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About these Stories
A story of two children who understood Christmas far better than any adult ever did.

Danny and Kylie were brother and sister, and let’s get the bad news out of the way first. They argued quite a lot. What one had, the other wanted. But this wasn’t too bad, because they both loved each other very much, and they loved their parents – Mum and Dad – too. So there wasn’t much bad news really. Except that Dad had just been made redundant due to the removal of tariffs and other trade protections in the textile industry. But the Prime Minister himself had said this was not a bad thing, so Danny and Kylie didn’t worry about it and figured that he would find a different job, perhaps in a Nuclear Power Station, or as a neuro-surgeon or something. So, all in all, things were pretty good.

Danny and Kylie were looking forward to Christmas, as they always did. Christmas was the best time of year, with turkey, pudding, chocolates and so on. Not forgetting Santa, presents, and of course, decorations. But they noticed, as Christmas got closer, that Mum wasn’t buying the usual assortment of chocolate coated nuts, chips and long brown stalky things. Mum said that money was tight that year (like the Government) and it wouldn’t be much of a Christmas. And they could forget presents. Danny and Kylie thought about this, and after arguing for several hours about the meaning of Christmas (Danny said presents and Kylie said Christmas pudding) they both agreed on the one thing that really seemed to make Christmas ‘Christmas’.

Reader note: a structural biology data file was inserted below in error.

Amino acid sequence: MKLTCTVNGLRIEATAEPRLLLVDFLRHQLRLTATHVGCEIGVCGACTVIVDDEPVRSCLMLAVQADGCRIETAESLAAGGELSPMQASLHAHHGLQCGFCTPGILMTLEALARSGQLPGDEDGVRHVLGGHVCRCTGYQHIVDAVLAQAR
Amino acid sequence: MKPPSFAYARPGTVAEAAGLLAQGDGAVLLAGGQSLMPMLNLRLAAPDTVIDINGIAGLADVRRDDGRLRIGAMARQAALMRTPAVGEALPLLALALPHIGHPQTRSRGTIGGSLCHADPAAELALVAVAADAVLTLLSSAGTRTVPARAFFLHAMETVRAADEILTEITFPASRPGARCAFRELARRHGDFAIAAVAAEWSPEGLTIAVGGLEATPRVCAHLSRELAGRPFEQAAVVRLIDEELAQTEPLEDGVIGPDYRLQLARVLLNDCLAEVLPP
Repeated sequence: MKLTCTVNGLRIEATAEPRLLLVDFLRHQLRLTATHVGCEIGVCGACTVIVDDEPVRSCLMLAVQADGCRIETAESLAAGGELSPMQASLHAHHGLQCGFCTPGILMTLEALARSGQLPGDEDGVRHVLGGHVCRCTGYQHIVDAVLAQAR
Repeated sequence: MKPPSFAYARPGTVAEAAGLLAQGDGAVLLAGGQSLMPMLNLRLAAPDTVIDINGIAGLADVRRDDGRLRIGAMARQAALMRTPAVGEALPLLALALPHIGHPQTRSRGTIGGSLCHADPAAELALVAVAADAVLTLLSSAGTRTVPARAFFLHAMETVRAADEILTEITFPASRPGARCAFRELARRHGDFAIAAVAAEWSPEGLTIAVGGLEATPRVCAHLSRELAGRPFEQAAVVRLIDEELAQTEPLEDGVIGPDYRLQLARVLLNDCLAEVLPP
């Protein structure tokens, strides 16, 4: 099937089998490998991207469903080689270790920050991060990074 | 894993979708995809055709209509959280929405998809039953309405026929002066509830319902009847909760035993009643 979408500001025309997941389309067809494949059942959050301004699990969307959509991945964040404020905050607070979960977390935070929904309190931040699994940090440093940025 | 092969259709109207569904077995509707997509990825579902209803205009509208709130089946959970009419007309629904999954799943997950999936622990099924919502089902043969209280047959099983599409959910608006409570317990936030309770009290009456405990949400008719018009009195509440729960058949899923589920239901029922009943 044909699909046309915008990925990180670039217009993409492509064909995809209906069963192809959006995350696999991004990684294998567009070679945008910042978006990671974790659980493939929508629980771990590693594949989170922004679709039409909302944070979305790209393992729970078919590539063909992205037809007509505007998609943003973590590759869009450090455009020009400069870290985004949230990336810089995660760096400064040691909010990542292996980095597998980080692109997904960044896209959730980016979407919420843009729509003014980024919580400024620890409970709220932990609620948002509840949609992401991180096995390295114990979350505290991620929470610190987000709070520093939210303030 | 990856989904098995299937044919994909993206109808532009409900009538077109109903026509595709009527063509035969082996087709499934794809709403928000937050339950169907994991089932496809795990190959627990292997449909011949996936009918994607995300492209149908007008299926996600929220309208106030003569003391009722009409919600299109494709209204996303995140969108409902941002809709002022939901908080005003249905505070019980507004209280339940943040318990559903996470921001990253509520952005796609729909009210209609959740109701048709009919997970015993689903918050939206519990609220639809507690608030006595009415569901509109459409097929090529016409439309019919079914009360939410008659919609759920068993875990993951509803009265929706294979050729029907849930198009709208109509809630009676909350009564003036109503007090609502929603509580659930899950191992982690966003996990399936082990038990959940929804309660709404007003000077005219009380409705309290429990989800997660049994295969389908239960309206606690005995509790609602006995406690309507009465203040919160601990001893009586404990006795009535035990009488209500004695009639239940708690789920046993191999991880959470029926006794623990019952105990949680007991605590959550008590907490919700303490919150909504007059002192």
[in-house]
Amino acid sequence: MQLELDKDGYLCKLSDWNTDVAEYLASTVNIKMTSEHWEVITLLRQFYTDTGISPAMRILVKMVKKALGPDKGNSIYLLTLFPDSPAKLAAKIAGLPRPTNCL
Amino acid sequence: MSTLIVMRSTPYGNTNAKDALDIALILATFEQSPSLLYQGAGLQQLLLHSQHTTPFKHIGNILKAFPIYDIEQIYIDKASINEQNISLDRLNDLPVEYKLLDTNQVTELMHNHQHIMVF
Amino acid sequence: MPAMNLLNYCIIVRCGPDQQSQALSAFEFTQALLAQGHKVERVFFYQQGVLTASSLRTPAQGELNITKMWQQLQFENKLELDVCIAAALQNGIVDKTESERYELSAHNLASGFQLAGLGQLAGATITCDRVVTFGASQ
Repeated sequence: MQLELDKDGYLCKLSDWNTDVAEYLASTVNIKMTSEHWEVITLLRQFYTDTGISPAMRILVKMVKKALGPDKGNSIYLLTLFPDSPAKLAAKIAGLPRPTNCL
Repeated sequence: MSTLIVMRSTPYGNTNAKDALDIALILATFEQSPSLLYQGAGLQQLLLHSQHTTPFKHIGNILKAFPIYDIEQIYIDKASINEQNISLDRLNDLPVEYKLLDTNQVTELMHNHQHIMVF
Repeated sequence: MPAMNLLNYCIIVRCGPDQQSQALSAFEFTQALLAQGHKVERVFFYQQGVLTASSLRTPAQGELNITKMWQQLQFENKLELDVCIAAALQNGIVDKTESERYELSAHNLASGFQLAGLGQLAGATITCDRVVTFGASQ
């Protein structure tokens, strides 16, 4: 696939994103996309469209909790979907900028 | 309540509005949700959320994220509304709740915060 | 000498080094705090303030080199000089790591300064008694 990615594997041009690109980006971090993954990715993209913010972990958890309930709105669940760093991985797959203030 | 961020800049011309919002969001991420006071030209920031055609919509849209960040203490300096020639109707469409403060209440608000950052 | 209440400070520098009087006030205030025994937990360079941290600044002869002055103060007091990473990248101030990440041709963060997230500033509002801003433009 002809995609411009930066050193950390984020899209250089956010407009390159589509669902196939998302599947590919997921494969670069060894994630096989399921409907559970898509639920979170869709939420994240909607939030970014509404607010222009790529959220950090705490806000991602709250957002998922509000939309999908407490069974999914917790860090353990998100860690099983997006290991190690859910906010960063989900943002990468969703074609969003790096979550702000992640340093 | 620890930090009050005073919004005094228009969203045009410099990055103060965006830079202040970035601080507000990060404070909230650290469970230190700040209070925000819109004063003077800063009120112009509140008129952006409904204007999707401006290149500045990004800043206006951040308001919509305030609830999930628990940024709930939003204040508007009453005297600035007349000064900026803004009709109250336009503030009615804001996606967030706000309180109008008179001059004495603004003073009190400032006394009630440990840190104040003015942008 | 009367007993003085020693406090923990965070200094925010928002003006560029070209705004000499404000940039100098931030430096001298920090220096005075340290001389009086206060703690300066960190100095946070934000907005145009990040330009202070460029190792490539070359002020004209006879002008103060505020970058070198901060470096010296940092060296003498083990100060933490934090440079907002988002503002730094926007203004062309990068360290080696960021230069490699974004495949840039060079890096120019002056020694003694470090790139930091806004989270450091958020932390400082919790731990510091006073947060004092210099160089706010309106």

Actually, it was the afternoon before Christmas, but the principle was the same. All through the house, not a creature was stirring, because Mum was having a lie down, on account of her ‘bad head’ and Dad had gone ‘to clear his head’ which usually meant he ended up with a sore one. Danny and Kylie were in the back yard, enjoying their Christmas.

They had a massive Christmas tree, with lights, decorations, and the most life-like nativity scene ever known. Of course, if an adult had poked their heads over the fence, they might have wondered what the children were doing, sitting round a large thorny weed, with bits of rock and dandelions and an occasional flower head stuck (carefully) on it. They might also have wondered about the old cardboard box containing two (empty) coke cans and a Pepsi bottle. But then, adults never were very observant. They were apt to miss the subtleties and nuances with which a child’s imagination can literally perform miracles.


When they awoke on Christmas morning, they found a single plastic supermarket bag at the foot of their beds, each containing a single item. Danny’s contained an Electrokill Robot, while Kylie’s held a bright pink handbag. But if Danny and Kylie were disappointed by the down-sizing of their Santa Sacks, they certainly didn’t show it. And when the turkey (unmistakably chicken!) was served, they went wild with delight. Nor did the children appear to notice the complete lack of chocolate coated nuts, OR long brown stalky things. Later that Christmas afternoon, Mum and Dad were watching the children playing with their new presents (Danny with the handbag and Kylie with the robot) and they wondered how they could be so happy and satisfied, when Dad was out of work, and everyone had so little money, presents or food. And so, they asked them.

Danny looked at Kylie, and Kylie looked at Danny, and then, in unison, they both told their parents exactly what it was that really made Christmas ‘Christmas’.

Do you know what they said?

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